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I have a pfsense box set up. What happens is I set a rule so I can't hit the admin interface from the box.

With the rule enabled

--- ping statistics ---

2 packets transmitted, 2 received, 0% packet loss, time 5080ms
rtt min/avg/max/mdev = 37.684/37.776/37.869/0.215 ms

Rule disabled

--- ping statistics ---
2 packets transmitted, 2 received, 0% packet loss, time 1001ms
rtt min/avg/max/mdev = 42.064/44.104/46.144/2.040 ms

disallow Rule that causes it.

ID  Proto   Source  Port    Destination     Port    Gateway     Queue   Schedule    Description     

        *   APPLESERVER net     *     *           *        none     

I don't want the server to be able to hit admin interface, but would like to hit internet for configuration of the machine. Has anybody had this problem before? I have below this disallow rule an allow all from APPLESERVER NET to * because if I set destination to WAN net dns dies.

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Your question is a little unclear but from what I can tell you may have a slow DNS issue. Notice your rtt is about the same for both. Try just pinging by IP address or changing your DNS server. – resmon6 Feb 16 '12 at 19:38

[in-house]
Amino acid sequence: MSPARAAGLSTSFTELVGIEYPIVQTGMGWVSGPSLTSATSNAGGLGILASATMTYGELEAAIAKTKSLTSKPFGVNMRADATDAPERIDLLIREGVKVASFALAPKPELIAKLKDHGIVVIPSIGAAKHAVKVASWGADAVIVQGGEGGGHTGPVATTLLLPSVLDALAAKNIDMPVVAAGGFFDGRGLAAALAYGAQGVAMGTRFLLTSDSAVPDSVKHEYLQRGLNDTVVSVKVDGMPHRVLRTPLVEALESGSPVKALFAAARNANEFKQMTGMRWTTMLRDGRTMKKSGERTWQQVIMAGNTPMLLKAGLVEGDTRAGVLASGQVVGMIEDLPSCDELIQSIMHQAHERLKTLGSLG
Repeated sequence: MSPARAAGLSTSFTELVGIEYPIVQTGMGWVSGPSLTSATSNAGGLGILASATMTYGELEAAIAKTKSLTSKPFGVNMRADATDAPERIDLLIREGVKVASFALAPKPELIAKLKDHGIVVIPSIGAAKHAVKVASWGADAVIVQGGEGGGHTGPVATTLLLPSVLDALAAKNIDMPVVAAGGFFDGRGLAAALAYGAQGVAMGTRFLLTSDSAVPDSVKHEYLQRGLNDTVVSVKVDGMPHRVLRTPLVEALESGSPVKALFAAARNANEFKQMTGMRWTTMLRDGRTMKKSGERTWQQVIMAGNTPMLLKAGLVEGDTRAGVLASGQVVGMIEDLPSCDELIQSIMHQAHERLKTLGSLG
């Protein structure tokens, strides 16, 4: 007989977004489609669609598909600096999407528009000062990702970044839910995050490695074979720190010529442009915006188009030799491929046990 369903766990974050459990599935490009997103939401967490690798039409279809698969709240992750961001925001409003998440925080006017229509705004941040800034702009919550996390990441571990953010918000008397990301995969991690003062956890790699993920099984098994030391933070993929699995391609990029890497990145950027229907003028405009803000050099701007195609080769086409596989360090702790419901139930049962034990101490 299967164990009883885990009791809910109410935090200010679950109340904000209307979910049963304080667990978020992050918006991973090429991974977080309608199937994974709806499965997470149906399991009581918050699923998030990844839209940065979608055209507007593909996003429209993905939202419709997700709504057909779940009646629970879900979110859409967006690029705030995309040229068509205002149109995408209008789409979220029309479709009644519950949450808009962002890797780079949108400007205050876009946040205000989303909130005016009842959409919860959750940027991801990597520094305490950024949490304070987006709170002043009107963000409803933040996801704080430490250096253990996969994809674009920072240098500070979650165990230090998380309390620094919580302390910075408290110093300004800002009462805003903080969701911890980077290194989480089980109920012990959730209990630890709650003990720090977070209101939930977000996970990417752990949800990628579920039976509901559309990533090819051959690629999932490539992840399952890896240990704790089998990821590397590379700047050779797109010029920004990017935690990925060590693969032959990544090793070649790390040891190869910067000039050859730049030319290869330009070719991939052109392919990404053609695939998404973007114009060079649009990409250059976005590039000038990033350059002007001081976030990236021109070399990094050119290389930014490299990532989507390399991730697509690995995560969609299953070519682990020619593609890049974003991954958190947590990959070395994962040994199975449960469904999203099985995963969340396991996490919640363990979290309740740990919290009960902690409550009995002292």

Well what happens is with the rule enabled I ping and it shows up about every 5-10 seconds for a line to appear in ssh. Without the rule it runs like a normal machine, very fast-like. This issue doesn't either of my LANS and they have the same respective dns servers and block [pfsense]admin. [one lAN is admin lan so no block rule on that] I run everything on LAN2 and plug in manually to LAN1 for administration. – atrueresistance Feb 16 '12 at 19:46

You're breaking your DNS. Most likely what you have is the primary DNS server pointed to the firewall interface IP, and when you take that rule off it's blocking that DNS attempt, so it has to wait for it to timeout, and then that host falls back to using other configured DNS server(s). Change that rule to only permit DNS.

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Or edit your DHCP server configuration to not announce the pfSense box as a DNS server. – Per von Zweigbergk Jul 26 '14 at 11:56
Better to have a local cache with the DNS forwarder, and its behavior of querying all configured servers simultaneously taking the fastest response, rather than clients waiting for a timeout, moving to another server, rinse and repeat. – Chris Buechler Jul 26 '14 at 19:38

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